DCImanager supports VLANs based on switch ports. It means that physical ports of the switch can be logically unified in VLANs. It provides higher security and more flexible management compared to using standard rules or MAC addresses.
Trunk ports supported in DCImanager are really useful if you have two and more switches. By using DCImanager interface, users can switch on and off the Trunk mode of the port, thus allowing this port to transfer traffic of different VLANs.
DCImanager supports the following VLAN management options:
1. DCImanager can assign VLANs to certain switch ports. It helps administrators determine the best VLAN distribution in their network topology. This model can save a lot, as instead of purchasing a few switches you can simply connect all your equipment to just one switch, assigning different VLANs to its ports.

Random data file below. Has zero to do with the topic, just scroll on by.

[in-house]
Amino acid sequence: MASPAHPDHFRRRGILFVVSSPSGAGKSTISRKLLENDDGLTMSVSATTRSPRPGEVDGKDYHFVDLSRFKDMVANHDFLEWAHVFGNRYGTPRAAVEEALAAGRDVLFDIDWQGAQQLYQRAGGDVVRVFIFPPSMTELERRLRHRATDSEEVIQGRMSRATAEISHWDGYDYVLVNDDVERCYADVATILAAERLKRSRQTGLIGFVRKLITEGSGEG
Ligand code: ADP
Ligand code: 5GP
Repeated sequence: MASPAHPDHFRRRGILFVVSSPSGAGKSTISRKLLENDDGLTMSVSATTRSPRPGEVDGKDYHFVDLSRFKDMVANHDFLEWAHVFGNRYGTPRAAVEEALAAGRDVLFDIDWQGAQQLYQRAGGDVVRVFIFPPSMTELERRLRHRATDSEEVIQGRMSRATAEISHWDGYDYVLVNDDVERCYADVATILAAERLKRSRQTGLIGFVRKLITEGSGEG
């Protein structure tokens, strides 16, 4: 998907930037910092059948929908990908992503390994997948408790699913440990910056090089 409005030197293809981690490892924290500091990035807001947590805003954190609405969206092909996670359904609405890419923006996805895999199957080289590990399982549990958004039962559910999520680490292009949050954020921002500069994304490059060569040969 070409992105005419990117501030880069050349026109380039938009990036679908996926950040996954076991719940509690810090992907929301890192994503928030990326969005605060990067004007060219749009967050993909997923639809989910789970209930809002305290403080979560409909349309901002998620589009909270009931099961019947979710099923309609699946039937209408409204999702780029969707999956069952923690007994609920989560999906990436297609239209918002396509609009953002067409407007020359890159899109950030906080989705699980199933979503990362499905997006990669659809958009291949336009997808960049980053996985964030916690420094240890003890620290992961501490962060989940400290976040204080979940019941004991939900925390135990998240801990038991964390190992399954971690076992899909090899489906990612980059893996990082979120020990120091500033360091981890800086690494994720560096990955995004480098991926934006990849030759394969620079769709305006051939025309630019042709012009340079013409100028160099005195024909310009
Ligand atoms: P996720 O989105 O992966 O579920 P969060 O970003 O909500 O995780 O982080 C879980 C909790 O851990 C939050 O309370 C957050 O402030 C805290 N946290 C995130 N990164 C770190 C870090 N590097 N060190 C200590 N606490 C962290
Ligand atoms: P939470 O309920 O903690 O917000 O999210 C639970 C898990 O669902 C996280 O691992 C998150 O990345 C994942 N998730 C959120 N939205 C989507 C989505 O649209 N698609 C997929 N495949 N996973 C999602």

2. VPU (VLAN per user) mode. It allows assigning a separate VLAN to each server or server group and creating IRB interface on the router with this VLAN. This mode is used for protection against various network threats, reduction of broadcast traffic in the network, and building the required network topology, avoiding limitations of physical location of your equipment.
Remote server management via IPMI
The server management interface (IPMI) allows you to remotely monitor, diagnose, and restore the server. DCImanager works with IPMI directly from the interface.
The control panel allows to perform the following operations in the control panel:
- connect through the web interface in public networks;
- connect through the default proxy methods in private networks;
- manage of IPMI console from the panel interface;
- automatically configure IPMI when the server is released.
In a public network DCImanager makes it easy to connect to IPMI and allows to download the console directly from the interface, saving your customer’s time. In a private network it helps to avoid issues with Java settings and outdated browser versions which are required for some IPMI consoles.
Moreover, IPMI allows you to collect the temperature and power consumption data. Find out more in our article about IPMI.